‘How come (insert superhero here) doesn’t just kill the bad guys? Then the bad guys wouldn’t be able to get out and hurt more people,’ inquire many comic book fans. Ok, enough with the straw man. Comic book heroes who don’t kill people shouldn’t start, and I can think of no better example of why than issue five of “Superior Spider-Man” (2013–2014) from Marvel Comics. Taking place in the larger context of the “Superior Spider-Man” story arc, Peter Parker’s mind has been hijacked by longtime nemesis Doc Ock, who has resolved to be a more effective crimefighter, while Peter’s consciousness can do little else than occasionally give minor input or allow one of his greatest enemies to access his memories.
The issue picks up after a mass shooting at a fast-food joint that has been dubbed the “Burger Town Massacre.” No, you didn’t read that wrong. Spider-Man is fighting a mass shooter, bearing the aptronym “Massacre.” While the shooter is not without his fantastical elements (he does have a visible metal plate sticking out of his head), Massacre is a shockingly real villain. He’s not a guy with the ability to control water, and he can’t fly — he’s just really good at killing people with guns and bombs. He doesn’t see people as targets — he sees them as resources — which Spider-Man discovers when he finds a group of five hostages strapped to explosives early in the story. The real emotional gut-punch, though, is the issue’s ending. After tracking Massacre to Grand Central Station, the villainous Spider-Man beats him quickly, though does little to slow the carnage. Ultimately, he catches Massacre off guard and picks up a gun himself, pointing it at Massacre’s head, execution-style. While I’m not queasy when it comes to guns, there is something deeply unnerving about Spider-Man holding an assault rifle. This is the point, though, and we see Peter’s inner strength personified in a ghostly vision of himself that begs Spider-Man not to go through with it. Massacre himself, who up to this point has been shown as devoid of emotion, begins sobbing and saying it’s the first time he’s been afraid in a long time. All the while, Spider-Man asks the crowd what he should do, with one bystander even screaming for him to “do it.” After almost three agonizing pages, Spider-Man pulls the trigger, his mask lit up by the muzzle flare.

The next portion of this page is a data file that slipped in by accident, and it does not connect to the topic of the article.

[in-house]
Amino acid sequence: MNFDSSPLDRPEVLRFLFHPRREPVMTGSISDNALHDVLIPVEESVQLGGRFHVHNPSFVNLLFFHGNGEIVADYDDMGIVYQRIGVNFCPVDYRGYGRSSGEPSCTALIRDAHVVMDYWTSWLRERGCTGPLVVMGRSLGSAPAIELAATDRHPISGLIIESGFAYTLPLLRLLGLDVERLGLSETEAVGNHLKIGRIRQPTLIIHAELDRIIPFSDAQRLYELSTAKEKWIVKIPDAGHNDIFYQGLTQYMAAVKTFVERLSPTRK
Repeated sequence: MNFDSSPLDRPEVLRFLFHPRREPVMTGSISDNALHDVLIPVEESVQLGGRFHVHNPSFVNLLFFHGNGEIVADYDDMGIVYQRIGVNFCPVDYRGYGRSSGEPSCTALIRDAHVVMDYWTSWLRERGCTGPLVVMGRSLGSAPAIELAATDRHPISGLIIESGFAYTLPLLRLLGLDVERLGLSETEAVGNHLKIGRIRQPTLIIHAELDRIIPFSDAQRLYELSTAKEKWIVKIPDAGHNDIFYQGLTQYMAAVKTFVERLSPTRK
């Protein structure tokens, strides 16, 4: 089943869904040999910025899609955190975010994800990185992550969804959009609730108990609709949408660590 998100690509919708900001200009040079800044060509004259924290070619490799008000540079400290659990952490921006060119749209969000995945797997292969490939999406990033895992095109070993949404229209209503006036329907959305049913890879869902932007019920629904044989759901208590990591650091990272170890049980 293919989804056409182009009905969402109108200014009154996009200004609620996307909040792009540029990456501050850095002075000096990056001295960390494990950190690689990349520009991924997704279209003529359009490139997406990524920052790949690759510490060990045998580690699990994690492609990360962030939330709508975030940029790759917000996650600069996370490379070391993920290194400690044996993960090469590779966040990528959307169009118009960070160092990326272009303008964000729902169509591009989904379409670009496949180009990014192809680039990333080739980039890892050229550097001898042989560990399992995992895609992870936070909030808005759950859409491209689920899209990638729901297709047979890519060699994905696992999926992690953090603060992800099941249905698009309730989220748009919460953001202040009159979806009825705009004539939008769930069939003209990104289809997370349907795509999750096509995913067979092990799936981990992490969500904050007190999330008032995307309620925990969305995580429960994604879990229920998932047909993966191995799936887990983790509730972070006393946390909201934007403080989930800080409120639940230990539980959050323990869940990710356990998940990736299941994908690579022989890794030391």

Superior Spider-Man’s fifth issue is a departure form the superhero formula, taking on several weighty concepts and juggling them all effectively. It asks a lot of readers, more so than almost any other issue of the book that succeeds it. Writer Dan Slott had a debate over the extremes of Spider-Man’s brand of vigilante justice, its effectiveness, and addressed the mass shooting epidemic all in an issue of one of Marvel’s flagship titles. If nothing else, issue five deserves to be remembered as a daring leap that sticks a landing that introduced a welcome shade of realism to the typical Spider-Man canon.